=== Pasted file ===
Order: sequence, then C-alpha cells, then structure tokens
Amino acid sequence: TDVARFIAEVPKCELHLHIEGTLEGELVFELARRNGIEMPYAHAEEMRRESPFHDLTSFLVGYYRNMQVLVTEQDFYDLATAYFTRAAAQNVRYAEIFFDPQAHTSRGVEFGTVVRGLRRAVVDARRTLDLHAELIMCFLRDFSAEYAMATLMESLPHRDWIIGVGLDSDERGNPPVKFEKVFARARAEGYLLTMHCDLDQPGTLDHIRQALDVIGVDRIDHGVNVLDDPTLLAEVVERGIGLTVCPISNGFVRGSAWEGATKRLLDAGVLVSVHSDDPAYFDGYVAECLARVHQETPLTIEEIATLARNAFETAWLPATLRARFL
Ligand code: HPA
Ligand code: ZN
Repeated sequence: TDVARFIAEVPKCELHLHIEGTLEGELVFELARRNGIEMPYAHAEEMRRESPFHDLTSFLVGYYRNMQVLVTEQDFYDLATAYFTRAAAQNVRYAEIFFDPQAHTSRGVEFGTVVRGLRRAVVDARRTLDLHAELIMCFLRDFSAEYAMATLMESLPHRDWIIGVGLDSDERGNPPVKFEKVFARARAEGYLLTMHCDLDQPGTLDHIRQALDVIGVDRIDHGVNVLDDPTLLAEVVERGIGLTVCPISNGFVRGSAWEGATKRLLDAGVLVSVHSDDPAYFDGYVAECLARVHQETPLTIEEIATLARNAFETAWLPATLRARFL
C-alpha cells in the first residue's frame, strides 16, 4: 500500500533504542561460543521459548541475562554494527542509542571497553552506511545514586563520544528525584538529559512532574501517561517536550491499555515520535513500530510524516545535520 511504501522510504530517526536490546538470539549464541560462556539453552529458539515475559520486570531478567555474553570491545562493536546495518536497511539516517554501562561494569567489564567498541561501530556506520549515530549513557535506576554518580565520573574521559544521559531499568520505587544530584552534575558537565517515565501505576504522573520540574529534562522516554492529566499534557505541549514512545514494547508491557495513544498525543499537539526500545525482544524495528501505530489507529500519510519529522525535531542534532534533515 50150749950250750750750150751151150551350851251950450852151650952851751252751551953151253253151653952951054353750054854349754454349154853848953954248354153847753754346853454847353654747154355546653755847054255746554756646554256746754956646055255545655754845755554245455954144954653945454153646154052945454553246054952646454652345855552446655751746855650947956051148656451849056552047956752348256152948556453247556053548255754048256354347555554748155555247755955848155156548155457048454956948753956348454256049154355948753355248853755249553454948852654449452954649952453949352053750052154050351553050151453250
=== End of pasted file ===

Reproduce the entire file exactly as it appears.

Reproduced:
Order: sequence, then C-alpha cells, then structure tokens
Amino acid sequence: TDVARFIAEVPKCELHLHIEGTLEGELVFELARRNGIEMPYAHAEEMRRESPFHDLTSFLVGYYRNMQVLVTEQDFYDLATAYFTRAAAQNVRYAEIFFDPQAHTSRGVEFGTVVRGLRRAVVDARRTLDLHAELIMCFLRDFSAEYAMATLMESLPHRDWIIGVGLDSDERGNPPVKFEKVFARARAEGYLLTMHCDLDQPGTLDHIRQALDVIGVDRIDHGVNVLDDPTLLAEVVERGIGLTVCPISNGFVRGSAWEGATKRLLDAGVLVSVHSDDPAYFDGYVAECLARVHQETPLTIEEIATLARNAFETAWLPATLRARFL
Ligand code: HPA
Ligand code: ZN
Repeated sequence: TDVARFIAEVPKCELHLHIEGTLEGELVFELARRNGIEMPYAHAEEMRRESPFHDLTSFLVGYYRNMQVLVTEQDFYDLATAYFTRAAAQNVRYAEIFFDPQAHTSRGVEFGTVVRGLRRAVVDARRTLDLHAELIMCFLRDFSAEYAMATLMESLPHRDWIIGVGLDSDERGNPPVKFEKVFARARAEGYLLTMHCDLDQPGTLDHIRQALDVIGVDRIDHGVNVLDDPTLLAEVVERGIGLTVCPISNGFVRGSAWEGATKRLLDAGVLVSVHSDDPAYFDGYVAECLARVHQETPLTIEEIATLARNAFETAWLPATLRARFL
C-alpha cells in the first residue's frame, strides 16, 4: 500500500533504542561460543521459548541475562554494527542509542571497553552506511545514586563520544528525584538529559512532574501517561517536550491499555515520535513500530510524516545535520 511504501522510504530517526536490546538470539549464541560462556539453552529458539515475559520486570531478567555474553570491545562493536546495518536497511539516517554501562561494569567489564567498541561501530556506520549515530549513557535506576554518580565520573574521559544521559531499568520505587544530584552534575558537565517515565501505576504522573520540574529534562522516554492529566499534557505541549514512545514494547508491557495513544498525543499537539526500545525482544524495528501505530489507529500519510519529522525535531542534532534533515 50150749950250750750750150751151150551350851251950450852151650952851751252751551953151253253151653952951054353750054854349754454349154853848953954248354153847753754346853454847353654747154355546653755847054255746554756646554256746754956646055255545655754845755554245455954144954653945454153646154052945454553246054952646454652345855552446655751746855650947956051148656451849056552047956752348256152948556453247556053548255754048256354347555554748155555247755955848155156548155457048454956948753956348454256049154355948753355248853755249553454948852654449452954649952453949352053750052154050351553050151453250